Singapore’s new city by the Bay

//Singapore’s new city by the Bay

P1030454.jpgLike much of modern Singapore, the Marina Bay Cruise Centre (above) is a state-of-the-art, purpose-built facility. Officially opened just last month, its design is supposed to evoke “cubic waves;” the painted ceilings and the acres of carpet – so new they are still shedding fluff – are the colour of the ocean.
The terminal has been built to handle the biggest cruise ships in the world, even though Royal Caribbean has not yet made a decision on whether to deploy its Oasis-class vessels to the region (but watch this space).
Transport links to the city centre and Changi airport are still to be completed, but the 80 check-in desks and 40 immigration counters are sufficient to cope with up to 6,800 embarking passengers a day in air-conditioned comfort.
All of which left me wondering why passengers boarding Silver Shadow yesterday had to queue on a concrete walkway outside, in the tropical heat, for Silversea staff to carry out the embarkation procedures.
The delay was short, and we were soon lunching on board as we waited for our suites to become available. There was time to reflect on a hectic 24 hours exploring the attractions of Singapore’s new Downtown, the Marina Bay area.
Since a barrage was built to keep sea water out of the Bay, and vast areas of reclaimed land have emerged, the focus of the city state has moved from the traditional shopping and hotel area of Orchard Road.
The Marina Bay Sands hotel, with its three gigantic tower blocks supporting a pool and observation deck the size and shape of an ocean liner, has quickly established itself as an iconic symbol as recognisable as Dubai’s Burj al Arab.
Between the hotel and the waterfront is a vast convention centre and the sprawling Shoppes at Marina Bay Sands complex, with every designer brand and high street name a shopaholic could dream about.
The Singapore Flyer observation wheel rotates slowly above the pits complex built for the Grand Prix street circuit, while on the other side of the bay the Merlion – symbol of the lion city – spouts a continuous fountain in the shadow of the Financial District’s towering office blocks.
P1030317.jpgThe most potent symbol of the new Singapore is Gardens by the Bay. The 130-acre Bay South, opened in June, is a bit like Cornwall’s Eden Centre – on steroids.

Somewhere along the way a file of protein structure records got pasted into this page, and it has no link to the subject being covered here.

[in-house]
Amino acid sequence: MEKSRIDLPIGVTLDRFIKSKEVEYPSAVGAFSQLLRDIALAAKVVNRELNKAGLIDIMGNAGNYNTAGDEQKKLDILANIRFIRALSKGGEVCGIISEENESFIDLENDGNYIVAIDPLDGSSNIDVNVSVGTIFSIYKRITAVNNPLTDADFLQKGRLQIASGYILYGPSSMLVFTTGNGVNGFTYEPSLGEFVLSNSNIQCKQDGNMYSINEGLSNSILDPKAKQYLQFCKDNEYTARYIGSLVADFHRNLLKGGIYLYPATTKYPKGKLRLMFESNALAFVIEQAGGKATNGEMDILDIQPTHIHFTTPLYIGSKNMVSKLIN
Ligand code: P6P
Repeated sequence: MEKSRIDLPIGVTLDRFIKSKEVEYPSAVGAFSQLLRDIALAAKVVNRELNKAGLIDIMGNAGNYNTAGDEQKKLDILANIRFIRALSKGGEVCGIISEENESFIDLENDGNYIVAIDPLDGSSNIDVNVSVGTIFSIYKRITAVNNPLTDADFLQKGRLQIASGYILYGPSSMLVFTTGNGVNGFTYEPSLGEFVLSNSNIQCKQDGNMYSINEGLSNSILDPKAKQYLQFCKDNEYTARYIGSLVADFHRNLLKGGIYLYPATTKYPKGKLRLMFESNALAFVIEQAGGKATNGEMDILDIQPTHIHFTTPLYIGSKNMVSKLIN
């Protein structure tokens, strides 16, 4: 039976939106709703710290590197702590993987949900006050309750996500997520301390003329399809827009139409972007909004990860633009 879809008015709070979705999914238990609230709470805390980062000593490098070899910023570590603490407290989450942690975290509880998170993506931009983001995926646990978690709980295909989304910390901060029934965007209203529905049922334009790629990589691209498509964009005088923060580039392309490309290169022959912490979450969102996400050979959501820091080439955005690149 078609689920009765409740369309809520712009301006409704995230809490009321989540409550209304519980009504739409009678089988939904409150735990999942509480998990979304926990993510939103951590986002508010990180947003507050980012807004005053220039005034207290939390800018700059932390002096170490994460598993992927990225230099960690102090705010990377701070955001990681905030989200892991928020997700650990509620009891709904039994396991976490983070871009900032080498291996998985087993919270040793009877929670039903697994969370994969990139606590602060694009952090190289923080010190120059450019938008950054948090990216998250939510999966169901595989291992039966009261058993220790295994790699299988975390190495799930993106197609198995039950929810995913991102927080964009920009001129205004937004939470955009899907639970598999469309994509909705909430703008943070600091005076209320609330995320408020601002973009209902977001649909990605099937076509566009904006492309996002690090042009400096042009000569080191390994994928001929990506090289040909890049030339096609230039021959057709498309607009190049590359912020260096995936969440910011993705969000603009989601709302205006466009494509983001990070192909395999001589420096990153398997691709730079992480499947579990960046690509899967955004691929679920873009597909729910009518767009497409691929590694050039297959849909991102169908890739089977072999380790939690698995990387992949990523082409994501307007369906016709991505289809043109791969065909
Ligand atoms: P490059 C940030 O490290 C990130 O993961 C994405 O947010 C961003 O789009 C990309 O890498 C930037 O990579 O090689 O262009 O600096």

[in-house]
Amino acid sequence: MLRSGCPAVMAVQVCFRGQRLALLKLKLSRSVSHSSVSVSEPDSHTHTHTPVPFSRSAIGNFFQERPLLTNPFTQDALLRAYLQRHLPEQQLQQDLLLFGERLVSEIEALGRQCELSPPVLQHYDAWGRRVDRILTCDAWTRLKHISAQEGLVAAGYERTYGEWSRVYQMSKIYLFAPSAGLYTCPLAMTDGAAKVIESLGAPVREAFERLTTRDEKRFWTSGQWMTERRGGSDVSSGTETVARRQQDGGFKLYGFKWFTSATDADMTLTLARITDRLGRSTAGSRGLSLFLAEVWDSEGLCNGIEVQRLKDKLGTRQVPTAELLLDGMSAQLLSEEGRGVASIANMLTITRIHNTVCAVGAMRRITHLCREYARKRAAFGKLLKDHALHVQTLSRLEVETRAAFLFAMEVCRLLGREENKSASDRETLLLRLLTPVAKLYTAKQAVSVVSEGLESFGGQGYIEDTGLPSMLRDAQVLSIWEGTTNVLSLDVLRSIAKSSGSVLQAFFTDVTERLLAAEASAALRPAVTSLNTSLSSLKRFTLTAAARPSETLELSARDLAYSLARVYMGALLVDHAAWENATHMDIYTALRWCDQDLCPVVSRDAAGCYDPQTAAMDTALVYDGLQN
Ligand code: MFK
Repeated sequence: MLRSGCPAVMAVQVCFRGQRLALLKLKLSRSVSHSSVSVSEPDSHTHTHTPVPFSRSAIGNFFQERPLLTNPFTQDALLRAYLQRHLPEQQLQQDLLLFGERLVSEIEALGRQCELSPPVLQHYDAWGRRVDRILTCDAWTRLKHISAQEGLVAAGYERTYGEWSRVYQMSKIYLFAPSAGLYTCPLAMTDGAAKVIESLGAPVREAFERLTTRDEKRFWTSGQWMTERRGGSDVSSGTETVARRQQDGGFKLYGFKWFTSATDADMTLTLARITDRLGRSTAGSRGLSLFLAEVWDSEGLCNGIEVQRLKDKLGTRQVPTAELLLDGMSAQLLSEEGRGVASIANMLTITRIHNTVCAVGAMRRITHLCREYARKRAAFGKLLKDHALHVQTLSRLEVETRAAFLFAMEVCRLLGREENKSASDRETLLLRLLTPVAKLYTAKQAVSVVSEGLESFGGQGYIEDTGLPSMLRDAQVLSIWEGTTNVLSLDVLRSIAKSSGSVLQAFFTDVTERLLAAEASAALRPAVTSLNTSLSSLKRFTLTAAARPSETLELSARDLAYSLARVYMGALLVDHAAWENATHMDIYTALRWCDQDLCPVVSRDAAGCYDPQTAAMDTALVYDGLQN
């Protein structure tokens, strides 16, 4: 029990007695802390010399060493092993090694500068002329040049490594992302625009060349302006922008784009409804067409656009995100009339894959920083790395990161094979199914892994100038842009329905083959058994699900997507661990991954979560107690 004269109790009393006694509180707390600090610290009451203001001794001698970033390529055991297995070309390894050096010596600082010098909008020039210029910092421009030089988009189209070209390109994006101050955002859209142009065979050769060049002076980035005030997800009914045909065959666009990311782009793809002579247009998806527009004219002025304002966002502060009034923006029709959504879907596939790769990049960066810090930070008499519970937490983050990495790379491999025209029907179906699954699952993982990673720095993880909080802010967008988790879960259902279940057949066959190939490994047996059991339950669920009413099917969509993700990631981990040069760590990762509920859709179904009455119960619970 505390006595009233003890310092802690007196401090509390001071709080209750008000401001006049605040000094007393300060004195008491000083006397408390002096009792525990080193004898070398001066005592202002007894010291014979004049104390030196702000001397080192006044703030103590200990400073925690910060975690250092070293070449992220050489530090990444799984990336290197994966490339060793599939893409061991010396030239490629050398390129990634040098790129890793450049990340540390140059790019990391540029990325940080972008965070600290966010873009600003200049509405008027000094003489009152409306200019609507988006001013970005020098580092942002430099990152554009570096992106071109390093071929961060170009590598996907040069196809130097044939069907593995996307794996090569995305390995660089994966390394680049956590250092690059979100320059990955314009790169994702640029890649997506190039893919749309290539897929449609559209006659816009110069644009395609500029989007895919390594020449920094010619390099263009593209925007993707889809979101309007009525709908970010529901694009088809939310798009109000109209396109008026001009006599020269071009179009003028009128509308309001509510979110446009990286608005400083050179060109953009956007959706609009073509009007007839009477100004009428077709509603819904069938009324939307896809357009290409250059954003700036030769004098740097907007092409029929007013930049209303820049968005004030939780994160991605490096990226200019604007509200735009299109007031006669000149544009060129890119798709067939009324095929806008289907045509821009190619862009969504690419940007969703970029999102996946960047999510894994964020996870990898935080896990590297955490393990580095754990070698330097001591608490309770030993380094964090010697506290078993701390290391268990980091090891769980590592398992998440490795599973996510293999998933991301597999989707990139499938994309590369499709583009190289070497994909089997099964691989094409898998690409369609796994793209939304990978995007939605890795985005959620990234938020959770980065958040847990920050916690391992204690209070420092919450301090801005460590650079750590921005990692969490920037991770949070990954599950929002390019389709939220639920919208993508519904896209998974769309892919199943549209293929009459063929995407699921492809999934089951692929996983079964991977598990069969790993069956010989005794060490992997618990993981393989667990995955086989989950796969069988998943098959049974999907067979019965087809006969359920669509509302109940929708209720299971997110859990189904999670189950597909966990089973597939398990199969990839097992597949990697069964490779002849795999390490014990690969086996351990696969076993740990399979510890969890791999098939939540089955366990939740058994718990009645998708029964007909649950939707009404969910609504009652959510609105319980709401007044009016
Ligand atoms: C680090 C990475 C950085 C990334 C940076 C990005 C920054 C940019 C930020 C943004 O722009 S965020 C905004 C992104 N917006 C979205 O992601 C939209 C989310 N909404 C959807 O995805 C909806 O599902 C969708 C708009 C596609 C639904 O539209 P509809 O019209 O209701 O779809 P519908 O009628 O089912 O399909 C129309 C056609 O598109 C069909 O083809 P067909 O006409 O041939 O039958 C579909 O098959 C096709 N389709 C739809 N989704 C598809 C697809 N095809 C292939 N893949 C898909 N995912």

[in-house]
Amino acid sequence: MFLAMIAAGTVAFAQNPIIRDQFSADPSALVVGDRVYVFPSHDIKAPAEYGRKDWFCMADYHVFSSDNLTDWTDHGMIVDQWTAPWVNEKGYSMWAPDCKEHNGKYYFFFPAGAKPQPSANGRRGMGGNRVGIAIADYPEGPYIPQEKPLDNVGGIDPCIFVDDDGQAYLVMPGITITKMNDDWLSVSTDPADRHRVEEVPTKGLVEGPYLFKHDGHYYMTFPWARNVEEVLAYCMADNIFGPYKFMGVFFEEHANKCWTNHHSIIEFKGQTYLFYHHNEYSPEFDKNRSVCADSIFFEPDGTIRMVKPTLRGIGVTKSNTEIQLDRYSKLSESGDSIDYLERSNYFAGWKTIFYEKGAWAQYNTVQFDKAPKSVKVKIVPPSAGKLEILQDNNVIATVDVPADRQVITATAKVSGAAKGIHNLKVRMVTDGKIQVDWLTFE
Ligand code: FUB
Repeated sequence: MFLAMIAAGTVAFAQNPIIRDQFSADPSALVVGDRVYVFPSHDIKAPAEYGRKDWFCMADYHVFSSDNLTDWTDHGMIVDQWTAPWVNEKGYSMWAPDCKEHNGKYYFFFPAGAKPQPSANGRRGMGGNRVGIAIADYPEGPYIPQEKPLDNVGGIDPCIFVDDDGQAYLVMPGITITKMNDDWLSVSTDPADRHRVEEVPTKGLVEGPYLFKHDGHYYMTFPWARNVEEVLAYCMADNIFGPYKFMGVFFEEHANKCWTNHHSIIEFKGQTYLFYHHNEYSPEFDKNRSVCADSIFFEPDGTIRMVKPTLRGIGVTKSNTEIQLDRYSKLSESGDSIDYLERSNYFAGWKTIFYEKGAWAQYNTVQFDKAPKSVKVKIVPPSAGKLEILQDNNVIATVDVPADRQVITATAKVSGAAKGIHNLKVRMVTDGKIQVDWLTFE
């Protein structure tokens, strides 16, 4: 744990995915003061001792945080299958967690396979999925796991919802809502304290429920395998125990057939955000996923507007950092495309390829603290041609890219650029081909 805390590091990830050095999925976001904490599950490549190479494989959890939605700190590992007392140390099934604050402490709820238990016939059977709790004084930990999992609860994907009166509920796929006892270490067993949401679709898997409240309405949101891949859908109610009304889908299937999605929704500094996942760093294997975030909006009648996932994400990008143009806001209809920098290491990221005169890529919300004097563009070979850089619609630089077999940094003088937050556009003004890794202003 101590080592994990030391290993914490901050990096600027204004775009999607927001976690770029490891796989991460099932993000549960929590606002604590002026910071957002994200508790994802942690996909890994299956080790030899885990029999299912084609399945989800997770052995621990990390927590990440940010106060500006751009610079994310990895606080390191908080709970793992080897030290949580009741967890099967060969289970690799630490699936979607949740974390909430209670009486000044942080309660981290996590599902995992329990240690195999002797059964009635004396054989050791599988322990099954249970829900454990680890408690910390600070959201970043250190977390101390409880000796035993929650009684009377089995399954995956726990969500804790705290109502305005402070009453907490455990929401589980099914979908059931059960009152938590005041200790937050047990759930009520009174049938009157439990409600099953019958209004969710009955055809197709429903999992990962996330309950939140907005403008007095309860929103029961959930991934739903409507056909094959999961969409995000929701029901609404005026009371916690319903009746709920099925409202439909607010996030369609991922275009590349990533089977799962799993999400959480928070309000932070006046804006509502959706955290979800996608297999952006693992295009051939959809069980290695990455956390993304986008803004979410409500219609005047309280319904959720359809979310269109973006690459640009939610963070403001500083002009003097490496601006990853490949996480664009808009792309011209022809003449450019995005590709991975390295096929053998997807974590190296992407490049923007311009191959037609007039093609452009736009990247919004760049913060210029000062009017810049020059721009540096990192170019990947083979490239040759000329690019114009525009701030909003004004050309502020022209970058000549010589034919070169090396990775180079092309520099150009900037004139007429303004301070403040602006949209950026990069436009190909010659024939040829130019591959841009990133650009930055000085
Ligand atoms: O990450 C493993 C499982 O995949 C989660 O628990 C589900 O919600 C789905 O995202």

Spectacular hardly comes close to describing the groves of “supertrees” – steel structures up to 50 metres (160 ft tall) – and the two glass pavilions described in an unexpected understatement as “conservatories.”
The larger Flower Dome contains 1,000-year-old olive trees, Mediterranean gardens and bizarre Baobob rrees, but the most breathtaking sight is in the Cloud Forest, where 35-metre (115 ft) waterfalls plunge from a man-made mountain.
I visited on a public holiday for Deepavali , and Singaporeans were out in force to take in the delights of the park, which also contains a selection of high-end restaurants including Pollen, masterminded by Jason Atherton, from London’s Pollen Street Social.
I’m told that the view is the best thing about the roof of the Marina Bay Sands, and with a thunderstorm threatening I’m glad I didn’t stay to sample the mediocre burgers. Traditional chicken and rice from a food stall by the Flyer had been much more enjoyable.
P1030351.jpgAcross the other side of the water my own hotel, the Fullerton Bay (centre, above) – imposing and impressive up close – looked no bigger than a shoe box. In the evening I could watch from its own delightful rooftop pool bar as a sound and light laser show illuminated the waterfront.
It might not yet rival the daily performance played out on the soaring tower blocks of Hong Kong, but I’m sure it won’t be long before Singapore vows to match it.
Silver Shadow is now taking us to Saigon. More from the ship, and from Vietnam, soon.

Singapore’s laws are more lenient than they once were, but there are still lots of things you CANNOT do. This sign lists some of the prohibitions on the OCBC Skyway slung between the Supertrees in Bay Gardens South
By | 2017-06-15T15:59:41+00:00 15 November 2012|Cruise Destinations|0 Comments

About the Author:

John Honeywell is a travel writer specialising in cruise ships and cruise travel. Winner of CLIA UK's Contribution to Cruise award 2017.

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